I recall one time when Harmon crashed a baseball through the window and mother told dad that he just had to do something to stop the needless window breakage. Dad said, "Now Katie, don't get excited, we can always get another window, but where are we going to get another boy like that?"

At one time, things got so bad with brothers Harmon and Bob growing up that the bay window was just about out as much as it was in. So dad finally worked out a new plan. He had the large window replaced with a French type window made up of a lot of small panes. Then he purchased some extra small panes for the new window and sat back to wait. It wasn't long before a ball came sailing through the window right into the lap of grandfather, who was sitting in a chair by the window. But this time, it was only a few minutes' work and a lot less expensive to replace a small square of glass in the window.

Dad is gone now, and all the Killebrew kids are grown. Our widowed sister, Eula, is living with mother in the old house. She has two small boys who are just beginning to throw balls around. I predict that the destruction of dad's old bay window will continue for several years to come. I'm sure that dad would be happy if he knew that his grandchildren were carrying on the Killebrew tradition of window breaking.

(Leon R. Hartshorn, Powerful Stories from the Lives of Latter-day Saint Men, [Salt Lake City: Deseret Book, 1974].)

Activity:

Fill in the blanks. Below are clues to ten words that can be made from the letters in the word "GENEALOGY." Use each letter only once per puzzle.

1. _ _ _ (Not an arm.) 2. _ _ _ _ _ (Moroni appeared to Joseph Smith as an . . . ) 3. _ _ _ _ _ (A templed city in Utah.) 4. _ _ _ _ (A Christmas greeting.) 5. _ _ _ (Did it or the chicken come first?) 6. _ _ _ (Last name of a modern prophet.) 7. _ _ _ (The shepherd leaves the ninety and nine to seek the . . . ) 8. _ _ _ _ (Not short.) 9. _ _ _ _ _ (The symbol for the United States.) 10. _ _ (Not yes.)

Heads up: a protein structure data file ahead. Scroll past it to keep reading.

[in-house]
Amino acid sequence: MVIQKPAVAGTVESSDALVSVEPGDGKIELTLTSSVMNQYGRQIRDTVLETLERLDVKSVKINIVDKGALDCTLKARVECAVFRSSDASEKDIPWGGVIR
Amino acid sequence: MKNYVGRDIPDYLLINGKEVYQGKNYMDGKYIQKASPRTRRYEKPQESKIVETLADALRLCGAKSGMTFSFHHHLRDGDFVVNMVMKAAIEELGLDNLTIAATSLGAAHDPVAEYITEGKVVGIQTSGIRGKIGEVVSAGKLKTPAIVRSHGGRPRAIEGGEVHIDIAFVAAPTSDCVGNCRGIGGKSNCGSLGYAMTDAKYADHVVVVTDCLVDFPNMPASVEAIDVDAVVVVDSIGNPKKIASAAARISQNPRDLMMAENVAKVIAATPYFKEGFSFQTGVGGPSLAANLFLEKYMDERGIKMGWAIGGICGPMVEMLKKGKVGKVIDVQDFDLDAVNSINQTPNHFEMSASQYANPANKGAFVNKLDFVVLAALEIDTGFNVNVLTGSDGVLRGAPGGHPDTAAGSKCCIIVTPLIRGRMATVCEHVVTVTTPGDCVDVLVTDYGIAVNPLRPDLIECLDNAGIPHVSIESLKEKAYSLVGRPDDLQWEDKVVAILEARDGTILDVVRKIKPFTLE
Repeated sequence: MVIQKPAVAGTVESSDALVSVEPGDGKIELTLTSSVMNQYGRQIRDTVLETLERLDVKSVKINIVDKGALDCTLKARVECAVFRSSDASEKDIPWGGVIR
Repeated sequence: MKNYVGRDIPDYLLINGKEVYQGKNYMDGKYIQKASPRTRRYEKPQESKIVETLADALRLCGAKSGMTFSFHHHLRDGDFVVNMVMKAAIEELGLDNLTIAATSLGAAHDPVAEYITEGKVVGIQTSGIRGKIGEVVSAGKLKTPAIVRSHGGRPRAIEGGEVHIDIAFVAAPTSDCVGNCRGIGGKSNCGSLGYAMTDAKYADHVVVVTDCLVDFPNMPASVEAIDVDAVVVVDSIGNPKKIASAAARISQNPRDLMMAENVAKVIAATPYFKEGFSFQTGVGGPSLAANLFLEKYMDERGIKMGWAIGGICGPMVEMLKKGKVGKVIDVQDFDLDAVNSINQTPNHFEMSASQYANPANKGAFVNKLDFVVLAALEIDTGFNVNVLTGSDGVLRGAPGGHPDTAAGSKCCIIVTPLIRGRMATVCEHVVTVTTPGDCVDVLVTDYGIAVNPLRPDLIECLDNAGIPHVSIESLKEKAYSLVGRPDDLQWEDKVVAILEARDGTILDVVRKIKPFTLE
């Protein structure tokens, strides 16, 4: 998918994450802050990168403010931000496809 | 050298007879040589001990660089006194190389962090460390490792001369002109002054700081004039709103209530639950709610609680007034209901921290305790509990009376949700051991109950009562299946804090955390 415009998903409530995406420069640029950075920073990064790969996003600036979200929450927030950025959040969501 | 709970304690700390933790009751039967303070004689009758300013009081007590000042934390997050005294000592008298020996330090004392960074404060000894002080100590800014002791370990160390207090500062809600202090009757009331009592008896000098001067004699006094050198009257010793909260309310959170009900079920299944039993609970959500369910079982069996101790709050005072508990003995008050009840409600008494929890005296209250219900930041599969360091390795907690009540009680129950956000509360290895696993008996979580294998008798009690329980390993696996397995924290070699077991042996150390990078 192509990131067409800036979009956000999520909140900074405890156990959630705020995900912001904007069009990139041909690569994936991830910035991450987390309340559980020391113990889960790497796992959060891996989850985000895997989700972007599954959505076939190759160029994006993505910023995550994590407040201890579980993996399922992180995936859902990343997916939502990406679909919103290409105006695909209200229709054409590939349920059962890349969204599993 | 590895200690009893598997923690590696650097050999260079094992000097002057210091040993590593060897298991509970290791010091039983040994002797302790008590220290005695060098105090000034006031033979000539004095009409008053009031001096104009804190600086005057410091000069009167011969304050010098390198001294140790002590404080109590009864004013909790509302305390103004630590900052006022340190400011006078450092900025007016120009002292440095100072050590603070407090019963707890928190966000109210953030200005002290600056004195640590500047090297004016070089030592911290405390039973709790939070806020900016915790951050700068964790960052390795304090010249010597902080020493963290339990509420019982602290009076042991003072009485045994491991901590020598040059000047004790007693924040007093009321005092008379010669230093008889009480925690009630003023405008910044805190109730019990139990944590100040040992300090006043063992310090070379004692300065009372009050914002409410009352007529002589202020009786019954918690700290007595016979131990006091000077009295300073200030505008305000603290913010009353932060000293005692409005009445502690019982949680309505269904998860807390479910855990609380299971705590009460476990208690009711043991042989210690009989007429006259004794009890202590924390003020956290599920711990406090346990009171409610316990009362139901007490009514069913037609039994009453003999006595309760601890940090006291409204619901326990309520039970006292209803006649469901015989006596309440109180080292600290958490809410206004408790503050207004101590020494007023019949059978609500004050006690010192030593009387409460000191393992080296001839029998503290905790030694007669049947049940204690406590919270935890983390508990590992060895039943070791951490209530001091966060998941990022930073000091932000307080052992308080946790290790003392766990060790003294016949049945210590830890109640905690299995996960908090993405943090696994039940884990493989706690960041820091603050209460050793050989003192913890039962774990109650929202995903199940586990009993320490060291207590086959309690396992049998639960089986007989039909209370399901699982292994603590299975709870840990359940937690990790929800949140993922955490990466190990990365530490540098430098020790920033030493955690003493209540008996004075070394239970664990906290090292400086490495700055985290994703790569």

Answers: 1. leg, 2. angel, 3. Logan, 4. Noel, 5. egg, 6. Lee, 7. one, 8. long, 9. eagle, 10. no.

(Rick Walton and Shauna Kawasaki, The Bit Book of Scripture Activities, [Salt Lake City: Deseret Book, 1996], p. 113.)

Refreshment

Cherry Almond Squares

  • 1 cup sour cream
  • 1/4 cup water
  • 3 eggs
  • 1 box sour cream cake mix
  • 1 can cherry pie filling
  • 1/4 cup sliced almonds
  • 1 1/2 cups powdered sugar
  • 2 tablespoons milk

Preheat oven to 350 degrees. Grease and flour a 15 1/2 x 10 1/2-inch jelly roll pan. Mix sour cream, water, and eggs in a large bowl. Stir in dry cake mix until moistened. Batter will be slightly lumpy. Spread into prepared pan. Drop pie filling by generous spoonfuls onto batter. Bake 25 to 30 minutes or until cake springs back when touched lightly. Cool. In a small bowl, combine powdered sugar and milk, stirring until a smooth glaze forms. Drizzle glaze over top. Sprinkle with almonds. Cut into bars.

Makes 3 dozen bars.

(Lion House Bakery, [Salt Lake City: Deseret Book, 2009], p. 86.)